Terrorist camps across the border not targeted now: Advani
19 October 2001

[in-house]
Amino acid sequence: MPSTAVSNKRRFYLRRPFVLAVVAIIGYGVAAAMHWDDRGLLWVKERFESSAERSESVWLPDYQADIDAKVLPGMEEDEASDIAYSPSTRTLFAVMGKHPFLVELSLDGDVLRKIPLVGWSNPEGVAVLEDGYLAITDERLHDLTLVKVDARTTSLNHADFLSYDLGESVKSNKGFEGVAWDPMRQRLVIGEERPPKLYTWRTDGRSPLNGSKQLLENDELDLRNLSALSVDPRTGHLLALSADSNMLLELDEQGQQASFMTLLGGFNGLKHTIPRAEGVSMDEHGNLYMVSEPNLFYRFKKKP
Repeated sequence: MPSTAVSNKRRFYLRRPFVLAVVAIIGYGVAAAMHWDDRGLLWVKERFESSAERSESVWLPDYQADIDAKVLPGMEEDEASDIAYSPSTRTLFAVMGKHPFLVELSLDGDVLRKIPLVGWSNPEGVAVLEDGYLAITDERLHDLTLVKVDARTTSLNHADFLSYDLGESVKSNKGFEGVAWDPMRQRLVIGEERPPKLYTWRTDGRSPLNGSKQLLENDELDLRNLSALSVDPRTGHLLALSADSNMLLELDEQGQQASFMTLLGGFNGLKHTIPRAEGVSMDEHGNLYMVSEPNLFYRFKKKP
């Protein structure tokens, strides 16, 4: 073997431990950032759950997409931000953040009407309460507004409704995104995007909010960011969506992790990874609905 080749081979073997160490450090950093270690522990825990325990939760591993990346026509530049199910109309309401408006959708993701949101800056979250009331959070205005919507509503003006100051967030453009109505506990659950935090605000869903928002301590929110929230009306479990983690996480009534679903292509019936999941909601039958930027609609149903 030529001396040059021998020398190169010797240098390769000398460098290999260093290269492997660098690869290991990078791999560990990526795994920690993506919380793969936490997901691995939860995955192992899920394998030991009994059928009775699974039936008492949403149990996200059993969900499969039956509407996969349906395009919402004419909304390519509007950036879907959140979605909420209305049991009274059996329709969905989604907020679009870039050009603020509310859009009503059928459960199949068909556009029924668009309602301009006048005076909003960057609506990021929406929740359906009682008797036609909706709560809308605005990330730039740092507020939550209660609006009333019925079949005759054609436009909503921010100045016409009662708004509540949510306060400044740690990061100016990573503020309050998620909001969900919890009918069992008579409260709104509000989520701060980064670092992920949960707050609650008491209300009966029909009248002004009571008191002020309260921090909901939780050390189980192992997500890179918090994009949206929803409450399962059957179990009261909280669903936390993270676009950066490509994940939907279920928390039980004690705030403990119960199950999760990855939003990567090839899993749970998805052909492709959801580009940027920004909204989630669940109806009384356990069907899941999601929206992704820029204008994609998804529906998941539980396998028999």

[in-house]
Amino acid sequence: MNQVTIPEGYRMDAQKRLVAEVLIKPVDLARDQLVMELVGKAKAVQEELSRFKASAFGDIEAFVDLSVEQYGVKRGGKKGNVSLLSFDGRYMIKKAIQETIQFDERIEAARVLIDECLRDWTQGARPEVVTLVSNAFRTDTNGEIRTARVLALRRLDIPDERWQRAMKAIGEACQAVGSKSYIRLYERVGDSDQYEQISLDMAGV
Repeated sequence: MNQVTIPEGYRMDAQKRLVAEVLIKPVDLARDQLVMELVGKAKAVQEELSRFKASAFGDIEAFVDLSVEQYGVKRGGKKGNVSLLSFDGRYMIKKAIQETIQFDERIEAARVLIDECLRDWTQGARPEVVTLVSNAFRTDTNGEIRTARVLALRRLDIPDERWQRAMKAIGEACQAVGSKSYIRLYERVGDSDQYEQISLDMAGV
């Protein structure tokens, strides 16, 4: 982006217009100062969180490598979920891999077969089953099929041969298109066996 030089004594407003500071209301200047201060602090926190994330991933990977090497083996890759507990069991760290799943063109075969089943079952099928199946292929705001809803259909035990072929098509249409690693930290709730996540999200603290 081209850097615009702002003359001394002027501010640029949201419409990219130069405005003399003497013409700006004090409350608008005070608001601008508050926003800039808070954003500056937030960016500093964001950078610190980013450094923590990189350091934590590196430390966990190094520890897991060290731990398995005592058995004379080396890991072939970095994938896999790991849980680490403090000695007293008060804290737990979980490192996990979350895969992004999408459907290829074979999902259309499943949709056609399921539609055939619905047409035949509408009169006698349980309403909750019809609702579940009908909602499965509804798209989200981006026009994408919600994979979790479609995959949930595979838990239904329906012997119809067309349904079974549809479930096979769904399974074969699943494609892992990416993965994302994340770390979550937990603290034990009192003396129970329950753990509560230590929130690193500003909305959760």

NEW DELHI: While ruling out the possibility of aiming at terrorists training camps across the border ''at this point of time'', the Union Home Minister, Mr LK Advani, today asserted that the ''pro-active'' policy against terrorists would continue . ''No, we are not aiming at terrorists training camps in Pakistan- occupied Kashmir at this point of time. We are looking forward to this global battle against terrorism and we want to make it a success,'' Mr. Advani said at a press conference. ''If one attacks you, it is perfectly legitimate under international law to exercise our right of hot pursuit. At this moment we are not considering it,'' he said in reply to a question at the Foreign Correspondents'' Club here. Asserting that India would firmly deal with the menace of terrorism, Mr. Advani said that continuation of the ''pro- active'' policy would mean not looking for terrorists to strike but going all out to see wherever they were and take action against them. In his view, terrorists had been unnerved due to the ''remarkable success'' of security forces in Jammu and Kashmir in identifying and eliminating militants. He said that keenness from across the border to infiltrate more armed and trained terrorists had increased and some exchanges of fire had taken place on border in Jammu and Kashmir. Without mincing words, Mr. Advani said that there had been no problem in Jammu and Kashmir for the past so many years till Pakistan faced defeat in three wars with India. ''It was then that it resolved to undertake a proxy-war. It has terrorism as its principal plank and wanted to give an impression that terrorism in Jammu and Kashmir in the initial stages was a rebellion. But all that dried out in two years, then it started sending mercenaries as infiltrators,'' he said. Accusing Pakistan of launching a disinformation campaign focussed on Jammu and Kashmir, Mr. Advani said that Pakistan-occupied Kashmir had not witnessed any elections and people enjoyed no civil liberties there. ''In any way, terrorism in Jammu and Kashmir was not the doing of the people of the State. They want to live in peace. Tourism which was the mainstay of their earnings has been destroyed. If Pakistan thought that terrorism can serve to drive a wedge, it was a mistaken notion,'' he said. He said the international climate created against terrorism would help India in its long-drawn campaign against the scourge. Asked if India got any assurance from the U.S. Secretary of State, Gen. Colin Powell, that Pakistan which was a part of the U.S.-led coalition against terrorism did not provide a safe sanctuary to terrorists and hijackers, he said: ''We have taken note of whatever Gen. Powell has been saying. We understand that U.S. was keen to have Pakistan on its side. Geography and strategy dictate it.'' Earlier, in his opening remarks, Mr. Advani said the world community would have to look beyond the current campaign to succeed in its ultimate stated objective of striking at the historical, ideological, political and operational root of terrorism. He recalled that the Prime Minister, Mr. A.B. Vajpayee, had raised the issue of cross-border terrorism prominently in his talks with the Pakistani President, Gen. Pervez Musharraf, at the Agra summit. He reiterated that it would be India''s task to fight and defeat any brand of terrorism directed at it with a ''firm hand.'' He said there was ample intelligence and evidence to show that the Taliban regime in Afghanistan was the creation of the ISI of Pakistan and the ISI had also been the ''planner, instigator and supporter of terrorism in Jammu and Kashmir and other parts of India.'' Referring to utterances of Osama bin Laden and others associated with the Al-Qaeda network, Mr. Advani said that their maximalist goal was to dissolve the sovereignty and freedom of individual nations. ''What is at work behind Al-Qaeda and similar terrorist organisations is a dangerous mindset that seeks to fundamentally redefine the premises and principles of the present world order. It challenges not only the sovereignty of individual nations, but also the universally cherished concepts like secularism, pluralism and individual freedom.''